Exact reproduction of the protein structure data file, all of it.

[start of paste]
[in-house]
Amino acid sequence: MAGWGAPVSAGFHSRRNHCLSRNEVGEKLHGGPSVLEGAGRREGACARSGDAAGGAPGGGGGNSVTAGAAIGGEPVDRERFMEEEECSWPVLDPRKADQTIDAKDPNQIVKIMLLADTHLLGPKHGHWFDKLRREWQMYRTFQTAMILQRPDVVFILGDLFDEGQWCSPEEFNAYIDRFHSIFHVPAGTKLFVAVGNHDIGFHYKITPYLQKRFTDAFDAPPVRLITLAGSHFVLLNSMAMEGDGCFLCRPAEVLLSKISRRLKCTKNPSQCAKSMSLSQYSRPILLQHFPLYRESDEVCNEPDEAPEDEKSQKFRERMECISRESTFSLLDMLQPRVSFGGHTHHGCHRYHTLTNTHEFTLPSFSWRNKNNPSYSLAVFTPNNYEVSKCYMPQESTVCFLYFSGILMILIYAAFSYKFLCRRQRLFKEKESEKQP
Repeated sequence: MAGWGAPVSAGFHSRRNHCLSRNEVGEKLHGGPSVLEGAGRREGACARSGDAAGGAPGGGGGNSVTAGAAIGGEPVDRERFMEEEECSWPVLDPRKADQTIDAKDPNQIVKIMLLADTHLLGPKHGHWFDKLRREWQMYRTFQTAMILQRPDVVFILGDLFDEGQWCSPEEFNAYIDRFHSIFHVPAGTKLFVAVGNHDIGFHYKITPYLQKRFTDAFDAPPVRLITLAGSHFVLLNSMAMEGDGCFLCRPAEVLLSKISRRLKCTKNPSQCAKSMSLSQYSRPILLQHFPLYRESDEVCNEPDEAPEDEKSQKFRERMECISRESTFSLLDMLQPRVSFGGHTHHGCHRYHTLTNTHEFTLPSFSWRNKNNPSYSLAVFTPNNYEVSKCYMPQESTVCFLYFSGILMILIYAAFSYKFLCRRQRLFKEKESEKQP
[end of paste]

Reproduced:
[in-house]
Amino acid sequence: MAGWGAPVSAGFHSRRNHCLSRNEVGEKLHGGPSVLEGAGRREGACARSGDAAGGAPGGGGGNSVTAGAAIGGEPVDRERFMEEEECSWPVLDPRKADQTIDAKDPNQIVKIMLLADTHLLGPKHGHWFDKLRREWQMYRTFQTAMILQRPDVVFILGDLFDEGQWCSPEEFNAYIDRFHSIFHVPAGTKLFVAVGNHDIGFHYKITPYLQKRFTDAFDAPPVRLITLAGSHFVLLNSMAMEGDGCFLCRPAEVLLSKISRRLKCTKNPSQCAKSMSLSQYSRPILLQHFPLYRESDEVCNEPDEAPEDEKSQKFRERMECISRESTFSLLDMLQPRVSFGGHTHHGCHRYHTLTNTHEFTLPSFSWRNKNNPSYSLAVFTPNNYEVSKCYMPQESTVCFLYFSGILMILIYAAFSYKFLCRRQRLFKEKESEKQP
Repeated sequence: MAGWGAPVSAGFHSRRNHCLSRNEVGEKLHGGPSVLEGAGRREGACARSGDAAGGAPGGGGGNSVTAGAAIGGEPVDRERFMEEEECSWPVLDPRKADQTIDAKDPNQIVKIMLLADTHLLGPKHGHWFDKLRREWQMYRTFQTAMILQRPDVVFILGDLFDEGQWCSPEEFNAYIDRFHSIFHVPAGTKLFVAVGNHDIGFHYKITPYLQKRFTDAFDAPPVRLITLAGSHFVLLNSMAMEGDGCFLCRPAEVLLSKISRRLKCTKNPSQCAKSMSLSQYSRPILLQHFPLYRESDEVCNEPDEAPEDEKSQKFRERMECISRESTFSLLDMLQPRVSFGGHTHHGCHRYHTLTNTHEFTLPSFSWRNKNNPSYSLAVFTPNNYEVSKCYMPQESTVCFLYFSGILMILIYAAFSYKFLCRRQRLFKEKESEKQP